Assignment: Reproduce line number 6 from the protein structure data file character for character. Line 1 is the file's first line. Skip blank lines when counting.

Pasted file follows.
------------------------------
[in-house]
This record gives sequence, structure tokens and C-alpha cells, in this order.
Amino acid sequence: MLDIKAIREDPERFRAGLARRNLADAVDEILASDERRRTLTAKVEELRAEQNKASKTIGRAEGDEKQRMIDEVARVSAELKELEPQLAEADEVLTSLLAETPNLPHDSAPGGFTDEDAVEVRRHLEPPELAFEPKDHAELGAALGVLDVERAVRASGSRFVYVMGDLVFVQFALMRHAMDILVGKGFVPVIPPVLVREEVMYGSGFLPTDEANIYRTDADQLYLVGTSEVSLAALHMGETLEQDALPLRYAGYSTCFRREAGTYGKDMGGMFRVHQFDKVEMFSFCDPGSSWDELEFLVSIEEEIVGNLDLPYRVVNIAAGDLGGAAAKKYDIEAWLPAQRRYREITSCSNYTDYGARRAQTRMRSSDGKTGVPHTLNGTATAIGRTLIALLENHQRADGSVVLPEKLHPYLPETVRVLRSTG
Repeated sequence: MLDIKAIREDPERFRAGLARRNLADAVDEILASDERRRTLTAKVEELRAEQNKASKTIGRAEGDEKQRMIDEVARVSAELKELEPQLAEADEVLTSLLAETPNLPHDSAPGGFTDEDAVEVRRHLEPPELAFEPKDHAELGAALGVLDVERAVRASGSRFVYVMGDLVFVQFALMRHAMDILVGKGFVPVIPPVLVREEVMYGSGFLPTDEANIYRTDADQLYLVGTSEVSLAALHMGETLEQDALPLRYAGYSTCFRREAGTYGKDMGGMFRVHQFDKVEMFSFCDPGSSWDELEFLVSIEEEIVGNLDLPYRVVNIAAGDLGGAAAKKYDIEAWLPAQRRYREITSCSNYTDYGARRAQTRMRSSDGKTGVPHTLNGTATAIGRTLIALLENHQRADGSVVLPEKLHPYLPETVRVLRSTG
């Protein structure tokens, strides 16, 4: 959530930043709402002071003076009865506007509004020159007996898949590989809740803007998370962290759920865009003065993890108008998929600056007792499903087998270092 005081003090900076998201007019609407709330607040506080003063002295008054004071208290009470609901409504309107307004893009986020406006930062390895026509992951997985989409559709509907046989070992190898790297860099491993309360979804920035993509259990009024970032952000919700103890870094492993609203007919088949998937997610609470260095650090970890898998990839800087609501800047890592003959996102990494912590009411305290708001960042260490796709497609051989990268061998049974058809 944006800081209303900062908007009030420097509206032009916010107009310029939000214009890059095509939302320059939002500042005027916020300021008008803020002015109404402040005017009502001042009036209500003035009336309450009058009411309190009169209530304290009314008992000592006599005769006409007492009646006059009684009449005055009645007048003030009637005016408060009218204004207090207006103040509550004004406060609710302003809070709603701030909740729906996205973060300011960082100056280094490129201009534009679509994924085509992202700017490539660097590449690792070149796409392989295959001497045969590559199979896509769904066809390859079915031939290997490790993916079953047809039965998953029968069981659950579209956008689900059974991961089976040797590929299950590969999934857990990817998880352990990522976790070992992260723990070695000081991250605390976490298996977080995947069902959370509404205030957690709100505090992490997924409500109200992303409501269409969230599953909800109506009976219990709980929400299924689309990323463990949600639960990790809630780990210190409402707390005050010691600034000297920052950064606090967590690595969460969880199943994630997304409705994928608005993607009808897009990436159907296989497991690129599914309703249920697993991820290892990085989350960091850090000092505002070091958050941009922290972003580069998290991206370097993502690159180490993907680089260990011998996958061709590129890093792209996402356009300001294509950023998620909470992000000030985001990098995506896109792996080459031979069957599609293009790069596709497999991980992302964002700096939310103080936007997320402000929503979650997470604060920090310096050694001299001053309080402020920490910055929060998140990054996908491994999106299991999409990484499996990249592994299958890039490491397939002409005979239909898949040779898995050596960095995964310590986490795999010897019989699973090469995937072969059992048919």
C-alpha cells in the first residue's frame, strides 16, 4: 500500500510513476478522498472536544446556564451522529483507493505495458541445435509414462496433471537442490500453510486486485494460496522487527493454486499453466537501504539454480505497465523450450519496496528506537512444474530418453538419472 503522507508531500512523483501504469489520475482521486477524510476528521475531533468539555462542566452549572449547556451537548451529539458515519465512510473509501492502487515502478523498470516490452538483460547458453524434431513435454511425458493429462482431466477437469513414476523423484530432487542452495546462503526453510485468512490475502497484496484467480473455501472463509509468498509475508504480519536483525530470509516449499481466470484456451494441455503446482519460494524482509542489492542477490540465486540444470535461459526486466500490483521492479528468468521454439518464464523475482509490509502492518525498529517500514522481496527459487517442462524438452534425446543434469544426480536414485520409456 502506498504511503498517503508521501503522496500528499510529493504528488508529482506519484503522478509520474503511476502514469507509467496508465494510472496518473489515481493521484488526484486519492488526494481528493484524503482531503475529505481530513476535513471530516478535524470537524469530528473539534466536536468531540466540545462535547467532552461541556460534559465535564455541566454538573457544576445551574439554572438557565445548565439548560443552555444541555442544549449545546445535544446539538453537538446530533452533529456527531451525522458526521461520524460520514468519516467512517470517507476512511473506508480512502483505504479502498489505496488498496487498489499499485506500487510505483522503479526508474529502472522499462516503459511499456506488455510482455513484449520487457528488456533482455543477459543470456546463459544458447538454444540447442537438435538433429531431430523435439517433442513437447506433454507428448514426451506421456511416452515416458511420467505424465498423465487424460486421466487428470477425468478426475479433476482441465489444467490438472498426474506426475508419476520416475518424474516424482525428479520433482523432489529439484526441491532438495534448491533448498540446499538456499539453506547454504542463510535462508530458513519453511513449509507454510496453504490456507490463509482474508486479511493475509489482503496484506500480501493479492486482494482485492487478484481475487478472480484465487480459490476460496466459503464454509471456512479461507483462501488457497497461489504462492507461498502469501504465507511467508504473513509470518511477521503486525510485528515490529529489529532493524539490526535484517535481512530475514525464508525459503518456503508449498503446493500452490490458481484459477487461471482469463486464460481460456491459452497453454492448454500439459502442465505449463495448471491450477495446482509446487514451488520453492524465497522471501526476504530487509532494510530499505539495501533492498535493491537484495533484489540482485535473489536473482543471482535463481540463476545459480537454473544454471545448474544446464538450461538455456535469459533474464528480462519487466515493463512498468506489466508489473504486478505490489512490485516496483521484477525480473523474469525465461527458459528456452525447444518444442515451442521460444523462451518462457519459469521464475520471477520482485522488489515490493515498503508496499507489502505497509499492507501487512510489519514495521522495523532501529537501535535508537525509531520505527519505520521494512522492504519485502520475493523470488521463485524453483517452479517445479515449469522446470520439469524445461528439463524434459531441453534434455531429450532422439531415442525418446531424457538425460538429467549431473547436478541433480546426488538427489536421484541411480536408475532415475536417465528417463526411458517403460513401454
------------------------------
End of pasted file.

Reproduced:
C-alpha cells in the first residue's frame, strides 16, 4: 500500500510513476478522498472536544446556564451522529483507493505495458541445435509414462496433471537442490500453510486486485494460496522487527493454486499453466537501504539454480505497465523450450519496496528506537512444474530418453538419472 503522507508531500512523483501504469489520475482521486477524510476528521475531533468539555462542566452549572449547556451537548451529539458515519465512510473509501492502487515502478523498470516490452538483460547458453524434431513435454511425458493429462482431466477437469513414476523423484530432487542452495546462503526453510485468512490475502497484496484467480473455501472463509509468498509475508504480519536483525530470509516449499481466470484456451494441455503446482519460494524482509542489492542477490540465486540444470535461459526486466500490483521492479528468468521454439518464464523475482509490509502492518525498529517500514522481496527459487517442462524438452534425446543434469544426480536414485520409456 502506498504511503498517503508521501503522496500528499510529493504528488508529482506519484503522478509520474503511476502514469507509467496508465494510472496518473489515481493521484488526484486519492488526494481528493484524503482531503475529505481530513476535513471530516478535524470537524469530528473539534466536536468531540466540545462535547467532552461541556460534559465535564455541566454538573457544576445551574439554572438557565445548565439548560443552555444541555442544549449545546445535544446539538453537538446530533452533529456527531451525522458526521461520524460520514468519516467512517470517507476512511473506508480512502483505504479502498489505496488498496487498489499499485506500487510505483522503479526508474529502472522499462516503459511499456506488455510482455513484449520487457528488456533482455543477459543470456546463459544458447538454444540447442537438435538433429531431430523435439517433442513437447506433454507428448514426451506421456511416452515416458511420467505424465498423465487424460486421466487428470477425468478426475479433476482441465489444467490438472498426474506426475508419476520416475518424474516424482525428479520433482523432489529439484526441491532438495534448491533448498540446499538456499539453506547454504542463510535462508530458513519453511513449509507454510496453504490456507490463509482474508486479511493475509489482503496484506500480501493479492486482494482485492487478484481475487478472480484465487480459490476460496466459503464454509471456512479461507483462501488457497497461489504462492507461498502469501504465507511467508504473513509470518511477521503486525510485528515490529529489529532493524539490526535484517535481512530475514525464508525459503518456503508449498503446493500452490490458481484459477487461471482469463486464460481460456491459452497453454492448454500439459502442465505449463495448471491450477495446482509446487514451488520453492524465497522471501526476504530487509532494510530499505539495501533492498535493491537484495533484489540482485535473489536473482543471482535463481540463476545459480537454473544454471545448474544446464538450461538455456535469459533474464528480462519487466515493463512498468506489466508489473504486478505490489512490485516496483521484477525480473523474469525465461527458459528456452525447444518444442515451442521460444523462451518462457519459469521464475520471477520482485522488489515490493515498503508496499507489502505497509499492507501487512510489519514495521522495523532501529537501535535508537525509531520505527519505520521494512522492504519485502520475493523470488521463485524453483517452479517445479515449469522446470520439469524445461528439463524434459531441453534434455531429450532422439531415442525418446531424457538425460538429467549431473547436478541433480546426488538427489536421484541411480536408475532415475536417465528417463526411458517403460513401454